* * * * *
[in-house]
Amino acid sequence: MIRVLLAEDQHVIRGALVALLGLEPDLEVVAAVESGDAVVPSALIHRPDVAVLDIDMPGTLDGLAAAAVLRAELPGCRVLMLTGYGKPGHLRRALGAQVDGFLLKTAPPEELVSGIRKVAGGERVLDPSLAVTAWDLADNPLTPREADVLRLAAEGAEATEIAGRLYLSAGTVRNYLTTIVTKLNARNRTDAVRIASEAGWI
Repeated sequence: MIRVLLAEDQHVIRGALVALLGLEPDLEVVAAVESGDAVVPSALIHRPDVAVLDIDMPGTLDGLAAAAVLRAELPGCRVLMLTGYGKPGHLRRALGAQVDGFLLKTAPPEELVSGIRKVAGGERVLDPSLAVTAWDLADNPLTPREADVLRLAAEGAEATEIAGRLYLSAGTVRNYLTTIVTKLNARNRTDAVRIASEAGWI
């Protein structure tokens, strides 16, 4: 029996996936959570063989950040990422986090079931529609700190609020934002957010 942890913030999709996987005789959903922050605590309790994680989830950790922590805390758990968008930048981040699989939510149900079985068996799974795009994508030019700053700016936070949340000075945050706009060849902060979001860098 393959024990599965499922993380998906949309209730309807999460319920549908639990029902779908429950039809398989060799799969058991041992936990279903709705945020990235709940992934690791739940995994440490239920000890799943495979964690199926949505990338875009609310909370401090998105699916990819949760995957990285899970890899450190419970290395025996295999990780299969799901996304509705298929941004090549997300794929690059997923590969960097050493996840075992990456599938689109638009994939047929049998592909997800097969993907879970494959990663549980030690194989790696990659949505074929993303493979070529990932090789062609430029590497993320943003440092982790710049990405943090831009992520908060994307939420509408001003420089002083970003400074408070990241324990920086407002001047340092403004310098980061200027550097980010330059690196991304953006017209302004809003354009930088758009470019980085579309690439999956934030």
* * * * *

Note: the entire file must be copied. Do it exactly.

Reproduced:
[in-house]
Amino acid sequence: MIRVLLAEDQHVIRGALVALLGLEPDLEVVAAVESGDAVVPSALIHRPDVAVLDIDMPGTLDGLAAAAVLRAELPGCRVLMLTGYGKPGHLRRALGAQVDGFLLKTAPPEELVSGIRKVAGGERVLDPSLAVTAWDLADNPLTPREADVLRLAAEGAEATEIAGRLYLSAGTVRNYLTTIVTKLNARNRTDAVRIASEAGWI
Repeated sequence: MIRVLLAEDQHVIRGALVALLGLEPDLEVVAAVESGDAVVPSALIHRPDVAVLDIDMPGTLDGLAAAAVLRAELPGCRVLMLTGYGKPGHLRRALGAQVDGFLLKTAPPEELVSGIRKVAGGERVLDPSLAVTAWDLADNPLTPREADVLRLAAEGAEATEIAGRLYLSAGTVRNYLTTIVTKLNARNRTDAVRIASEAGWI
């Protein structure tokens, strides 16, 4: 029996996936959570063989950040990422986090079931529609700190609020934002957010 942890913030999709996987005789959903922050605590309790994680989830950790922590805390758990968008930048981040699989939510149900079985068996799974795009994508030019700053700016936070949340000075945050706009060849902060979001860098 393959024990599965499922993380998906949309209730309807999460319920549908639990029902779908429950039809398989060799799969058991041992936990279903709705945020990235709940992934690791739940995994440490239920000890799943495979964690199926949505990338875009609310909370401090998105699916990819949760995957990285899970890899450190419970290395025996295999990780299969799901996304509705298929941004090549997300794929690059997923590969960097050493996840075992990456599938689109638009994939047929049998592909997800097969993907879970494959990663549980030690194989790696990659949505074929993303493979070529990932090789062609430029590497993320943003440092982790710049990405943090831009992520908060994307939420509408001003420089002083970003400074408070990241324990920086407002001047340092403004310098980061200027550097980010330059690196991304953006017209302004809003354009930088758009470019980085579309690439999956934030």